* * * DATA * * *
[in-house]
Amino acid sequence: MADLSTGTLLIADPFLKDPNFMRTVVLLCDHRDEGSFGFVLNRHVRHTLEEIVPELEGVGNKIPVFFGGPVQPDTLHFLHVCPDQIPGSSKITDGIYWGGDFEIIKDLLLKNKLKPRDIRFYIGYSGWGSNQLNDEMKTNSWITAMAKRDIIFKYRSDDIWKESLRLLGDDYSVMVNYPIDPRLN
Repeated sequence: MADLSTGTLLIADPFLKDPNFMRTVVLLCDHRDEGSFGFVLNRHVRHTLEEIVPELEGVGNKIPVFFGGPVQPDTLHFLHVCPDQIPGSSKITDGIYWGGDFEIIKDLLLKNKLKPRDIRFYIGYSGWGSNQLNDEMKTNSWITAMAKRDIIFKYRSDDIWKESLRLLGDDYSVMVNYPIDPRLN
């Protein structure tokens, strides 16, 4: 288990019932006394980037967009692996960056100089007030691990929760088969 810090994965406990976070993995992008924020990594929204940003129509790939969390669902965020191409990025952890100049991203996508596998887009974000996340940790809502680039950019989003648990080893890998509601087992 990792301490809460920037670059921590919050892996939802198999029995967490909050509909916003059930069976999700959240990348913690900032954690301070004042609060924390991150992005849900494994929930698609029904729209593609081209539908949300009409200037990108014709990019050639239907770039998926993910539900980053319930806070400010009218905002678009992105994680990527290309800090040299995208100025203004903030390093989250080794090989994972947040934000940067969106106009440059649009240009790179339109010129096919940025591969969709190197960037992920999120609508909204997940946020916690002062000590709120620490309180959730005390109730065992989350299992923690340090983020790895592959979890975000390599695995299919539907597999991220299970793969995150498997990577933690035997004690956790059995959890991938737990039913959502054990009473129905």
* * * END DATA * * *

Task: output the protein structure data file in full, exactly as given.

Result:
[in-house]
Amino acid sequence: MADLSTGTLLIADPFLKDPNFMRTVVLLCDHRDEGSFGFVLNRHVRHTLEEIVPELEGVGNKIPVFFGGPVQPDTLHFLHVCPDQIPGSSKITDGIYWGGDFEIIKDLLLKNKLKPRDIRFYIGYSGWGSNQLNDEMKTNSWITAMAKRDIIFKYRSDDIWKESLRLLGDDYSVMVNYPIDPRLN
Repeated sequence: MADLSTGTLLIADPFLKDPNFMRTVVLLCDHRDEGSFGFVLNRHVRHTLEEIVPELEGVGNKIPVFFGGPVQPDTLHFLHVCPDQIPGSSKITDGIYWGGDFEIIKDLLLKNKLKPRDIRFYIGYSGWGSNQLNDEMKTNSWITAMAKRDIIFKYRSDDIWKESLRLLGDDYSVMVNYPIDPRLN
């Protein structure tokens, strides 16, 4: 288990019932006394980037967009692996960056100089007030691990929760088969 810090994965406990976070993995992008924020990594929204940003129509790939969390669902965020191409990025952890100049991203996508596998887009974000996340940790809502680039950019989003648990080893890998509601087992 990792301490809460920037670059921590919050892996939802198999029995967490909050509909916003059930069976999700959240990348913690900032954690301070004042609060924390991150992005849900494994929930698609029904729209593609081209539908949300009409200037990108014709990019050639239907770039998926993910539900980053319930806070400010009218905002678009992105994680990527290309800090040299995208100025203004903030390093989250080794090989994972947040934000940067969106106009440059649009240009790179339109010129096919940025591969969709190197960037992920999120609508909204997940946020916690002062000590709120620490309180959730005390109730065992989350299992923690340090983020790895592959979890975000390599695995299919539907597999991220299970793969995150498997990577933690035997004690956790059995959890991938737990039913959502054990009473129905």